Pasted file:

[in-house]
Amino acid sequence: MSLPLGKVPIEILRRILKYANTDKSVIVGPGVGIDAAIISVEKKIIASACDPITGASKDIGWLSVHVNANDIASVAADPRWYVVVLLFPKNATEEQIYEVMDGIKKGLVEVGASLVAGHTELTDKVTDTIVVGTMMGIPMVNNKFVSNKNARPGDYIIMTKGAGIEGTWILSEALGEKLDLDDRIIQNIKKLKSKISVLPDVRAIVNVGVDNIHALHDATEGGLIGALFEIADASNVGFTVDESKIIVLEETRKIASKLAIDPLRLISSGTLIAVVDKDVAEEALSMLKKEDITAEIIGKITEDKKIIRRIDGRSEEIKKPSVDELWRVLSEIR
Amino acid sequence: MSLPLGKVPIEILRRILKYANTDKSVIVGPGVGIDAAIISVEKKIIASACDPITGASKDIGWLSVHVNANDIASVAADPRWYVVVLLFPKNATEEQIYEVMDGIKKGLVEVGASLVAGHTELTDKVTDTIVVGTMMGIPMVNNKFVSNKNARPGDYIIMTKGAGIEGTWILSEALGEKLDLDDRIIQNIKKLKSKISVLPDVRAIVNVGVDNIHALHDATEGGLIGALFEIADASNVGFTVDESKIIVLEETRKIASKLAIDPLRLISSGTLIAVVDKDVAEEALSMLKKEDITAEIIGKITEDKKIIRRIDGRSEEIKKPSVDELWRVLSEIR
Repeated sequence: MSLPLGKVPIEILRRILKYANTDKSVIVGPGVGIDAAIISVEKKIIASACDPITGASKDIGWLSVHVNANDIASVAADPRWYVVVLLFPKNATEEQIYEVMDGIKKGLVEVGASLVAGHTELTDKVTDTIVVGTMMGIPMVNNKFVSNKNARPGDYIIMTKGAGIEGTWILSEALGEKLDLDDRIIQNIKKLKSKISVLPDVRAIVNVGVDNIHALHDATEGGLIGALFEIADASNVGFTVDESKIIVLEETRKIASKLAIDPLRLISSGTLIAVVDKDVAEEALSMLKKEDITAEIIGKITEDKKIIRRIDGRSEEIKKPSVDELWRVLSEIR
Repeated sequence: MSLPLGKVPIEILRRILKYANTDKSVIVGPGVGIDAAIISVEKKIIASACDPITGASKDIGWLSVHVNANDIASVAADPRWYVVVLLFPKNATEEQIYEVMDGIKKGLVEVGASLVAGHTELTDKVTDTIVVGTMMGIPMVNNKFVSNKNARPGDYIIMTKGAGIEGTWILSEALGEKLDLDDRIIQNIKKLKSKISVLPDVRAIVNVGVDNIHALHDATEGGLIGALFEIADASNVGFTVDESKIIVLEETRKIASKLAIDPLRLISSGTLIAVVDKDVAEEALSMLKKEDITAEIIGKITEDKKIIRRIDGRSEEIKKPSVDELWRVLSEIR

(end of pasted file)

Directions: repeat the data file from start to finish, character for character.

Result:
[in-house]
Amino acid sequence: MSLPLGKVPIEILRRILKYANTDKSVIVGPGVGIDAAIISVEKKIIASACDPITGASKDIGWLSVHVNANDIASVAADPRWYVVVLLFPKNATEEQIYEVMDGIKKGLVEVGASLVAGHTELTDKVTDTIVVGTMMGIPMVNNKFVSNKNARPGDYIIMTKGAGIEGTWILSEALGEKLDLDDRIIQNIKKLKSKISVLPDVRAIVNVGVDNIHALHDATEGGLIGALFEIADASNVGFTVDESKIIVLEETRKIASKLAIDPLRLISSGTLIAVVDKDVAEEALSMLKKEDITAEIIGKITEDKKIIRRIDGRSEEIKKPSVDELWRVLSEIR
Amino acid sequence: MSLPLGKVPIEILRRILKYANTDKSVIVGPGVGIDAAIISVEKKIIASACDPITGASKDIGWLSVHVNANDIASVAADPRWYVVVLLFPKNATEEQIYEVMDGIKKGLVEVGASLVAGHTELTDKVTDTIVVGTMMGIPMVNNKFVSNKNARPGDYIIMTKGAGIEGTWILSEALGEKLDLDDRIIQNIKKLKSKISVLPDVRAIVNVGVDNIHALHDATEGGLIGALFEIADASNVGFTVDESKIIVLEETRKIASKLAIDPLRLISSGTLIAVVDKDVAEEALSMLKKEDITAEIIGKITEDKKIIRRIDGRSEEIKKPSVDELWRVLSEIR
Repeated sequence: MSLPLGKVPIEILRRILKYANTDKSVIVGPGVGIDAAIISVEKKIIASACDPITGASKDIGWLSVHVNANDIASVAADPRWYVVVLLFPKNATEEQIYEVMDGIKKGLVEVGASLVAGHTELTDKVTDTIVVGTMMGIPMVNNKFVSNKNARPGDYIIMTKGAGIEGTWILSEALGEKLDLDDRIIQNIKKLKSKISVLPDVRAIVNVGVDNIHALHDATEGGLIGALFEIADASNVGFTVDESKIIVLEETRKIASKLAIDPLRLISSGTLIAVVDKDVAEEALSMLKKEDITAEIIGKITEDKKIIRRIDGRSEEIKKPSVDELWRVLSEIR
Repeated sequence: MSLPLGKVPIEILRRILKYANTDKSVIVGPGVGIDAAIISVEKKIIASACDPITGASKDIGWLSVHVNANDIASVAADPRWYVVVLLFPKNATEEQIYEVMDGIKKGLVEVGASLVAGHTELTDKVTDTIVVGTMMGIPMVNNKFVSNKNARPGDYIIMTKGAGIEGTWILSEALGEKLDLDDRIIQNIKKLKSKISVLPDVRAIVNVGVDNIHALHDATEGGLIGALFEIADASNVGFTVDESKIIVLEETRKIASKLAIDPLRLISSGTLIAVVDKDVAEEALSMLKKEDITAEIIGKITEDKKIIRRIDGRSEEIKKPSVDELWRVLSEIR